Here are more of my notes from the MIT Sloan CIO Symposium: Collective Intelligence and Social Networks, Participants included: Moderator: Brian P. Watson, Director of Business Outreach, Workforce Opportunity Services, panel: Adam Boyden, President, Conduit, Robert J. Laubacher, Associate Director and Research Scientist, MIT Center for Collective Intelligence, Dr. Andrew McAfee, Principal Research Scientist, MIT, and Rob Stefanic, VP & CIO, Sensata.
Brian’s organization provides education for Vets and high school kids in need. Adam’s firm allows companies to build online apps. Sensata is a manufacturer of control devices for aerospace, autos, and other devices.
Brian asked Rob L. about the biggest trends he sees in collective intelligence. Rob noted that collective intelligence preceded people. Today, the issue is Internet enabled collective intelligence. What is new is this tool has only been around for decade and there are many more opportunities moving forward. Most often Web based collective intelligence takes the form of external connections through such tasks as crowd sourcing. There is beginning to be an understanding of how this works. Now there are companies that build communities to generate collective intelligence. He used the term “crowd computing.”
Andy picked up on Rob’s lead. We do not need to prove that this collective intelligence works. We know it does now. It generates interesting data in an unstructured form. You can gain great insights from this. He referred to Erik Brynjolfsson’s work in the morning panel (see 2011 MIT Sloan CIO Symposium Notes: Academic Keynote Panel). So he asked why are more companies not doing this? He explained that companies have been cautious. There is a deep reluctance to give up control. We have a mindset from the industrial revolution about control and structured workflow.
Brian wondered about the motivation for this. Part of the reluctance is a lack of understanding of what it is. Another trend was to slot it into knowledge management. While that is part of it, knowledge management is not the whole story by any means. Brian asked Rob S. what was happening in his organization as the one CIO on the panel. He said he first got a lot of cautious concerns from legal about liability. However, they have moved past this now. They are doing crowd sourcing. They are also looking at external and internal information in their auto group to look at patterns and make predicts.
Brian asked more about why the adoption has been slow. On one end, some managers are just doing it because their boss asked them to do it. Then people get involved to their surprise but felt no one was listening and abandoned it. On the other end, some companies have gotten away from simply listening to the intuition of the top guys and letting the data help drive decisions. These companies can be very effective. It is the difference between medicine men and modern doctors.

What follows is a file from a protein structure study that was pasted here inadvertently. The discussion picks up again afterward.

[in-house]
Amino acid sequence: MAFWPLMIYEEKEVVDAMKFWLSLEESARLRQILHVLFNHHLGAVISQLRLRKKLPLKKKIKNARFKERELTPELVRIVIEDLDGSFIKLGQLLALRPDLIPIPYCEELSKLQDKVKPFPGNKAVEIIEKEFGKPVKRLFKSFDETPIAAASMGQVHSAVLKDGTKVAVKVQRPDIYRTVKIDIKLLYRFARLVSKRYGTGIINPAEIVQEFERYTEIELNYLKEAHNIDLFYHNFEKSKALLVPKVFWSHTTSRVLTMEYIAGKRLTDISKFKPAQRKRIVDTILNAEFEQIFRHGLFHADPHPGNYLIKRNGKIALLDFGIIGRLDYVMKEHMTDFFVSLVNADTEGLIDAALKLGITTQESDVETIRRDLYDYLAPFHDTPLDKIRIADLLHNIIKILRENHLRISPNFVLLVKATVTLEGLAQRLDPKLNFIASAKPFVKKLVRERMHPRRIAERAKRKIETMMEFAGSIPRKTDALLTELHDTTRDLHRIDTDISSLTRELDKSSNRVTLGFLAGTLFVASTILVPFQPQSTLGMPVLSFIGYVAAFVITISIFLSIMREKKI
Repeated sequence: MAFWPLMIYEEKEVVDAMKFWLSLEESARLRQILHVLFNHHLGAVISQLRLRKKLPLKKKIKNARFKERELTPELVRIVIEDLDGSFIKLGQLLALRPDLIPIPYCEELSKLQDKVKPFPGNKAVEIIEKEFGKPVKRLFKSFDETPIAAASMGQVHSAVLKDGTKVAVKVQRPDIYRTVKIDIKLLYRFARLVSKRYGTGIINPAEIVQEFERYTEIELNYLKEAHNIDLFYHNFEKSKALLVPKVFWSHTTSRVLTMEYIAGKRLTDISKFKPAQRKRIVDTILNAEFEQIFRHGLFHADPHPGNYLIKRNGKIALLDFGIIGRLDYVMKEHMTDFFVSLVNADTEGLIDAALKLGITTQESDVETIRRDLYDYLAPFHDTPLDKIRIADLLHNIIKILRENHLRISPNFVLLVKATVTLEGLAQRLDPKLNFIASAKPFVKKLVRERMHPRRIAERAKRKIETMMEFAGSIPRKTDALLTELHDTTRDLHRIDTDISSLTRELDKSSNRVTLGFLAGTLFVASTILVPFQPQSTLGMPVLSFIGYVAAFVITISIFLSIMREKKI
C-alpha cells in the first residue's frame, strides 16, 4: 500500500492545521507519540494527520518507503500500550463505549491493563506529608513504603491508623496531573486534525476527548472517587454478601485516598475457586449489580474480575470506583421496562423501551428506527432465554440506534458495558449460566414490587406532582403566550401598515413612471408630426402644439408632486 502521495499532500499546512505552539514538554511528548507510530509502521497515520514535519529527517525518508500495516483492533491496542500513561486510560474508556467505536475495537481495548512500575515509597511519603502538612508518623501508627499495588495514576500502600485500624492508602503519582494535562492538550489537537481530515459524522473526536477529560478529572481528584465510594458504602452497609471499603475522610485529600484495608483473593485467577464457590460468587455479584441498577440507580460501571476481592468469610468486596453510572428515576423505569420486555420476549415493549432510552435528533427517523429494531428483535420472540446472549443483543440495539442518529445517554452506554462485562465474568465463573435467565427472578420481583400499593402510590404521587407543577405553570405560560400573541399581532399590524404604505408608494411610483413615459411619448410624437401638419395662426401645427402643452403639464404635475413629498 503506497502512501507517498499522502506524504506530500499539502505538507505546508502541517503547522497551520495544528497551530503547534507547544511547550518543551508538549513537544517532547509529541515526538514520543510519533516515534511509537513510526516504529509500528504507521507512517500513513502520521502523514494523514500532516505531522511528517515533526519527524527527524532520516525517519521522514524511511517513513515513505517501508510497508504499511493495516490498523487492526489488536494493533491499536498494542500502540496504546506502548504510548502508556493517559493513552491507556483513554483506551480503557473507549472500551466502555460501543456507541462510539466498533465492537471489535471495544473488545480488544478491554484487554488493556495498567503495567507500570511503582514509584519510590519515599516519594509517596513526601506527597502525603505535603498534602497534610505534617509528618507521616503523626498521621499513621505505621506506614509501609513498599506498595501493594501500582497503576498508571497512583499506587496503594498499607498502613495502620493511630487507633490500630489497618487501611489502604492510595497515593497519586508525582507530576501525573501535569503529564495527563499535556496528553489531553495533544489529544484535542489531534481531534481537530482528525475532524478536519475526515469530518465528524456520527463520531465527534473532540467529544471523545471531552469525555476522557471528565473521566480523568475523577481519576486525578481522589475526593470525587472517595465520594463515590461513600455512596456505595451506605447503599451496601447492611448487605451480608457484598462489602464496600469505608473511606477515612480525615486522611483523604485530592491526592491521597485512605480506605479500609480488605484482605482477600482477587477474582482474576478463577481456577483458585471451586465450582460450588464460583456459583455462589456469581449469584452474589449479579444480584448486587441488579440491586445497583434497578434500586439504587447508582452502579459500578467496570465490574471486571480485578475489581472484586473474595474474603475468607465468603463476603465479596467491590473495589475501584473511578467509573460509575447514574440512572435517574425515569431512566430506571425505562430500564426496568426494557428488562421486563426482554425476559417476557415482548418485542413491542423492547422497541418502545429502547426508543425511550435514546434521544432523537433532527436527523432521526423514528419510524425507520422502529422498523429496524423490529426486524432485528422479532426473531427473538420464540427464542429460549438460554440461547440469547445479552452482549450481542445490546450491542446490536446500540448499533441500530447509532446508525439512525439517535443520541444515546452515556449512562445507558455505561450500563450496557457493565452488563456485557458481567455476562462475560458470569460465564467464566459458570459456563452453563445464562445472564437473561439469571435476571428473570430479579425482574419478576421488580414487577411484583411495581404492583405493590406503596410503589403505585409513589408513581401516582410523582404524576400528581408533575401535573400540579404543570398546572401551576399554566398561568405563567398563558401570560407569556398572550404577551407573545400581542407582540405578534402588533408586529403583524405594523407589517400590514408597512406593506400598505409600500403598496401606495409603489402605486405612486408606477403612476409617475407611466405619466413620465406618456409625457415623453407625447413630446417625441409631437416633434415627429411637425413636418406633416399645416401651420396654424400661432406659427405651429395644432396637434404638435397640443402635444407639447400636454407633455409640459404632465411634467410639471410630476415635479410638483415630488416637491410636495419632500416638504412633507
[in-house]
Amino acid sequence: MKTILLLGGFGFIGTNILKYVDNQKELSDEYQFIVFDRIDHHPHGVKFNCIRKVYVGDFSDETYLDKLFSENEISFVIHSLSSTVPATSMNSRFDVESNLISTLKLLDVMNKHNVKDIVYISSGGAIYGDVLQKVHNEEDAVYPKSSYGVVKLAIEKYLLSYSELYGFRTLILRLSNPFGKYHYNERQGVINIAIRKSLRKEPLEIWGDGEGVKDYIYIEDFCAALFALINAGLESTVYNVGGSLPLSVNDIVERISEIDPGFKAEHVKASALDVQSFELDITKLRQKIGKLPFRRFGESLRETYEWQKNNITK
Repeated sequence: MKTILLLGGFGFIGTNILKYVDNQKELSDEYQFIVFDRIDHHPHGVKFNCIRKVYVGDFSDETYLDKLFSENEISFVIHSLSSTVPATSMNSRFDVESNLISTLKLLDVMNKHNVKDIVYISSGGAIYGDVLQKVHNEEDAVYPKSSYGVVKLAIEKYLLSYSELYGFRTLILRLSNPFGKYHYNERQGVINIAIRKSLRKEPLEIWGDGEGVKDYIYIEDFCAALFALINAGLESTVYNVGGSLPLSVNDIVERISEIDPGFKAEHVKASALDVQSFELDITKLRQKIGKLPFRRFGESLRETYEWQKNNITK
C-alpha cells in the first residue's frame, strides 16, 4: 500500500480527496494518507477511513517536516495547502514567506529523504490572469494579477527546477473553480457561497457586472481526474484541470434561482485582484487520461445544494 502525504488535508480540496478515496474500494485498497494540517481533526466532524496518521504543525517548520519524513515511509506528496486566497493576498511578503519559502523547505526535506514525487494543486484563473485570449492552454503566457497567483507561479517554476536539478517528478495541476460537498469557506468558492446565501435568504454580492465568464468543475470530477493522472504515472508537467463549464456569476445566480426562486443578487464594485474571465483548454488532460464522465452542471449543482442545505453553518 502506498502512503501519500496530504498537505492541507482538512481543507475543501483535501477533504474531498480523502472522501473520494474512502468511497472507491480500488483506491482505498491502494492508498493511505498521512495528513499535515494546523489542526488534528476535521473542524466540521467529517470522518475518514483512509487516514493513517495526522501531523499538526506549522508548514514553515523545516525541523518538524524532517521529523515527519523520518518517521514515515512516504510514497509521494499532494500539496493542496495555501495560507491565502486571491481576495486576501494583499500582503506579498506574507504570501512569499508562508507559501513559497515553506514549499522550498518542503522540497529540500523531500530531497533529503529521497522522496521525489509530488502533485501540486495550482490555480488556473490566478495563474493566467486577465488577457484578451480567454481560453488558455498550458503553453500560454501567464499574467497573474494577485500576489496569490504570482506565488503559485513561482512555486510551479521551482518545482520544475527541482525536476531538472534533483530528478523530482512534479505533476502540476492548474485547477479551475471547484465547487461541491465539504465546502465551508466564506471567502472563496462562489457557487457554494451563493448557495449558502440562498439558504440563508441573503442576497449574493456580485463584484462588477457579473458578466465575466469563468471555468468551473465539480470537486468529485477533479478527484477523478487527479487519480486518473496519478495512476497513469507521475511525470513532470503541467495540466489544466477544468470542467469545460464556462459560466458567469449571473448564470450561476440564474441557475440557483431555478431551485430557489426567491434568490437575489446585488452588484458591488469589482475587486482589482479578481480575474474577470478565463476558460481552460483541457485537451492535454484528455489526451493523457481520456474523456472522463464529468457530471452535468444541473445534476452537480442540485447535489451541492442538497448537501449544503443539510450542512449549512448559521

Brian said that a top guy might read an airline magazine on Web 2.0 and demand one. This feeds into the blind movement approach described above. Rob S. said that they turned things over to the data guys in his firm. They were also driven by a business value rather than simply “checking the box” for participation. Andy said that simply saying here is the new best way will not work.
Adam said that often it is the marketing guys and the IT guys that first get involved and they do not like each other. They have different goals. The marketing guys want it now. The IT guys see all this unstructured data and chaos. There needs to be a common ground and understanding here to overcome these differences.
Rob S. said that pattern analysis is a big shift in how they look at data. This is a cultural change that needs to take place. They need to move from looking backward to looking forward.
One audience member asked about how to overcome noise and avoid collective stupidity when you open up conversations. Adam offered an example from the game world. There is a large and noisy audience in the online game world that often chants garbage. However, one company enables everyone to feel loved. Make sure you listen to the good stuff and implement it. To the others say you offered good stuff but we are not doing it now. Andy said you should just exile the bad behaviors if you are within a business. Rob L. said they are trying to measure the intelligence of groups. If groups take turns they are smarter. Women are better at this so if groups have more women they are often better.
How do you handle all the different collection of resources? Andy said the bad approach is to act like a librarian and manage these resources. Andy said the good way is simply have an open ended Q & A mechanism that is open to all and it will self-organize. A rating system really helps as people like recognition. Perhaps this is the American Idol approach.
How do you promote executive sponsorship and generate adoption? Rob S. said you have to overcome the cultural issues first. Especially if there is a need to avoid asking questions because you are supposed to already have the answers. Andy said that the outside world is helping here because of the success of Web 2.0. Also “weak ties” are very valuable and now these tools support the connections with weak ties.